A couple weeks ago, the Interaction Design team at KTH had an internal exhibition of design projects. Due to the pandemic, whereby we primarily work from home, it has been difficult to engage with each other’s design work. Thus, this exhibition was a chance for us to get together (in line with safe distancing) to share our work! I presented a new side project within my PhD that I started while on maternity leave last year, which I call Free the Nipple. Below are some images of my exhibition space and a draft project description. You can find more of the project’s process (and other project work) on my public instagram account.
This project explores bodily boundaries and social becomings within intimate care through the nipple as a threshold and interface during breastfeeding. Breastfeeding is a complex and often controversial topic grounded in tensions between desire and disgust, sexuality and sustenance. In navigating these tensions, this project peruses an ongoing journey of intimate care to understand the becomings of multiple, networked bodies and the vital force of breast milk.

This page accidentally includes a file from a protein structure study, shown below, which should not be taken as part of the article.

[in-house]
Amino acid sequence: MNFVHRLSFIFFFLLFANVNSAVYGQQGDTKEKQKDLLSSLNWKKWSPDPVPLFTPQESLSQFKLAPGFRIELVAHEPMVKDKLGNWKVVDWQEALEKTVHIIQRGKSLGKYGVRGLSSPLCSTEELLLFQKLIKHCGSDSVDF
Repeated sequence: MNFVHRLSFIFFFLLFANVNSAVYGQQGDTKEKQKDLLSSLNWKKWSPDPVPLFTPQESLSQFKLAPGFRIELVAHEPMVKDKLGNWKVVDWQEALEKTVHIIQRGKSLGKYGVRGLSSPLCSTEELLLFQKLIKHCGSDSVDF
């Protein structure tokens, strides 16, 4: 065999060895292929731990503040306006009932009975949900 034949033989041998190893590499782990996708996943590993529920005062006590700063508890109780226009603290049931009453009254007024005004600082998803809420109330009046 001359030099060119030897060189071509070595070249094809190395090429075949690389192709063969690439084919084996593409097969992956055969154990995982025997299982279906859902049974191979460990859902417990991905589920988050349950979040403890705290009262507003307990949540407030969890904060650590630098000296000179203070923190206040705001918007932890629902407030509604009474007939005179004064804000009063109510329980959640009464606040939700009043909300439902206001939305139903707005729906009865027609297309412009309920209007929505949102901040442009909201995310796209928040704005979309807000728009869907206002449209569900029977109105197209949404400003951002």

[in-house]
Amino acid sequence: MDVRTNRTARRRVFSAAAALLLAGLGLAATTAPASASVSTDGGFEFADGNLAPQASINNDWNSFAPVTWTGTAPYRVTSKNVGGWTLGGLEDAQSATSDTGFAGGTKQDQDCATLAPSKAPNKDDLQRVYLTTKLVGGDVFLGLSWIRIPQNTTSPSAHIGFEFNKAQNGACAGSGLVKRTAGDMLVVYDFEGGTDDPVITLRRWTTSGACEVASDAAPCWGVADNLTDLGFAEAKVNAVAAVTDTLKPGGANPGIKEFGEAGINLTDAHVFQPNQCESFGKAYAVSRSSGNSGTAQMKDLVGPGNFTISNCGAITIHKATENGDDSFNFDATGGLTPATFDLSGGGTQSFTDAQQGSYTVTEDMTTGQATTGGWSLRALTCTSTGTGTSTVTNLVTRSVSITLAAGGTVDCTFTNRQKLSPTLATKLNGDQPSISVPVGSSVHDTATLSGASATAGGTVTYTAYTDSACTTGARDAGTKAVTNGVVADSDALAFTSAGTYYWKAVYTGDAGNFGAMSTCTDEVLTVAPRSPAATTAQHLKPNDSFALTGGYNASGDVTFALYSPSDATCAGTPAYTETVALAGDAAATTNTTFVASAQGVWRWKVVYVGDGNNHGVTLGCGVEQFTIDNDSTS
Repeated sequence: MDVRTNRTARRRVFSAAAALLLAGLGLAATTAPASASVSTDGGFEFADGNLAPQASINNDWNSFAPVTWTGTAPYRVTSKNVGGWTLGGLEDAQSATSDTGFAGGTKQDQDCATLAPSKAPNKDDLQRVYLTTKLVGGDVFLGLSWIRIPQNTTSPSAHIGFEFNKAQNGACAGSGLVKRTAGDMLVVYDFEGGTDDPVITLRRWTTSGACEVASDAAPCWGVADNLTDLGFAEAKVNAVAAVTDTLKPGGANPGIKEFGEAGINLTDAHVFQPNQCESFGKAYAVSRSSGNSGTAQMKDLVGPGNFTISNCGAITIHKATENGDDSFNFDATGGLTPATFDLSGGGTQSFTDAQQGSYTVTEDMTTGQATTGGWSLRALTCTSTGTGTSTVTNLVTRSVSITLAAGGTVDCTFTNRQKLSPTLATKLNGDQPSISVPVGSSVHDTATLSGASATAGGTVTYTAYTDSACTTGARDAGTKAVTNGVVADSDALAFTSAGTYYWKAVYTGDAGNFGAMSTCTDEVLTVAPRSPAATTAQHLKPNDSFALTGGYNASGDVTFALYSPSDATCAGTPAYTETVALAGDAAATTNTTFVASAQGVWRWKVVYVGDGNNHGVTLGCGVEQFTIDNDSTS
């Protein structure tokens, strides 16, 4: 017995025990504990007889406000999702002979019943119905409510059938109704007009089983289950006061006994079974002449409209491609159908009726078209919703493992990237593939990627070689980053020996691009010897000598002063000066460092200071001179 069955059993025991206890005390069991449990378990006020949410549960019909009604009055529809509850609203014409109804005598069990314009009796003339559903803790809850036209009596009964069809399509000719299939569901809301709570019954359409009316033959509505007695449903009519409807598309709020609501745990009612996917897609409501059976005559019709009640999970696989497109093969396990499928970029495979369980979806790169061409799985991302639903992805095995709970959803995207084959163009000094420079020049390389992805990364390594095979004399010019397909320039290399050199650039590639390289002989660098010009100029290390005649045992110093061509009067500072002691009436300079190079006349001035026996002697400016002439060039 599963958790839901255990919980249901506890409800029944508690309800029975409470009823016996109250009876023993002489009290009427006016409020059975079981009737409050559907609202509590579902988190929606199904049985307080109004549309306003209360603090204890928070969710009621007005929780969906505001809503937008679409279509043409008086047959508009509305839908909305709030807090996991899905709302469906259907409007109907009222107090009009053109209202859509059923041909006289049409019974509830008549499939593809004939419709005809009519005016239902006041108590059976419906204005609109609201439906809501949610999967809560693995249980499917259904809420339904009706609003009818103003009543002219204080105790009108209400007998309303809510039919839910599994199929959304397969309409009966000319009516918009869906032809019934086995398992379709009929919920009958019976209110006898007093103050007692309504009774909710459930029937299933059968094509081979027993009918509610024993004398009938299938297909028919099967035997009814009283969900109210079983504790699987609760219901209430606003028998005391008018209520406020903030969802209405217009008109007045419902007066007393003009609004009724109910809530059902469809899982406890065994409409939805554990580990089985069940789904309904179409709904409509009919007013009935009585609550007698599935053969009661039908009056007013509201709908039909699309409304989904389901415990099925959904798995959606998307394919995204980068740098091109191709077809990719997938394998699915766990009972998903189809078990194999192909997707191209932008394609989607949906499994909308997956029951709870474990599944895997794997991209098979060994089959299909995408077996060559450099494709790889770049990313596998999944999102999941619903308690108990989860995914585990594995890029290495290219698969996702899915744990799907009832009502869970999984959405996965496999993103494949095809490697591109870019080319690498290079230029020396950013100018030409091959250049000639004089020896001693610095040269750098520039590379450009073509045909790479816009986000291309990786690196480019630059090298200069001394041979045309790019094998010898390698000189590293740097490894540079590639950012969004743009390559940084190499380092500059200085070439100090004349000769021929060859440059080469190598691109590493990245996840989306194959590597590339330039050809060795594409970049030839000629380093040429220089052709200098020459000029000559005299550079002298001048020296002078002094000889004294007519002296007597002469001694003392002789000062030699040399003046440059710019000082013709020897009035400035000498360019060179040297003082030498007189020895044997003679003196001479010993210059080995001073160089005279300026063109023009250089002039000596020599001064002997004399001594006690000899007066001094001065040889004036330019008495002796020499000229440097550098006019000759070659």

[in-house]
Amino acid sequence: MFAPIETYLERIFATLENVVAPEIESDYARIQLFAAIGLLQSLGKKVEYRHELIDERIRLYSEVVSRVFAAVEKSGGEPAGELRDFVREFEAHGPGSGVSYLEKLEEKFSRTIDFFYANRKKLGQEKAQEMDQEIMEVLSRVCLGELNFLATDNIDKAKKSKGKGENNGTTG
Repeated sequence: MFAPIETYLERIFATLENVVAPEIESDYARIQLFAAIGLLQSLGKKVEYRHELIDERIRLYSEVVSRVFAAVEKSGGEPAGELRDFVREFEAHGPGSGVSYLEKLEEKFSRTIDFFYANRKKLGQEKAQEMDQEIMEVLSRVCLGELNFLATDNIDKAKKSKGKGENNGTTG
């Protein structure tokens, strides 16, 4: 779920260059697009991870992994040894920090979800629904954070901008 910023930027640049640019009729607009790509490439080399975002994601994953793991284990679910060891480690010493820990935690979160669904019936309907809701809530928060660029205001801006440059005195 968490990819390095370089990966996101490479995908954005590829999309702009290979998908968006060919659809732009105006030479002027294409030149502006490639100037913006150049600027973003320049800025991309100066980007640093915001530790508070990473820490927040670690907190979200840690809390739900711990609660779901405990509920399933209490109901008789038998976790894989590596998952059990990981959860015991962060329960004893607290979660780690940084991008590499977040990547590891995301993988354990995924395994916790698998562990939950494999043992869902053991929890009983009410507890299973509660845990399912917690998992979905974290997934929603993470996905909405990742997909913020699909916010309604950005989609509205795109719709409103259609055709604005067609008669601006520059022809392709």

Breast milk is an interesting bodily fluid because it is secreted, not excreted, for another human to ingest. This verbal distinction is significant because unlike many bodily fluids, breast milk is not discharged as waste, yet still carries with it connotations of disgust. This disgust has many layers, perhaps most commonly evidenced from those external to an immediate care network, but can also be felt by a woman in regards to her own breast milk or be suggested through a baby’s refusal to breastfeed. Though for many, breastfeeding is more than the secretion of breast milk from a mother to a child. It can also provide comfort and nurturing as signified by the usage of the term “nursing” over breastfeeding, which attempts to locate the complex social relations of care-giving and receiving. Inherent to both perspectives is an intricate web of chemical exchanges and changes that alter and disrupt involved bodies, and in which the vitality of breast milk is materialized. To unpack the sociomateriality of this involvement, I start with my own postpartum breasts as a strange interface between myself as a mother, my breastfeeding baby, and an intimate co-caretaker.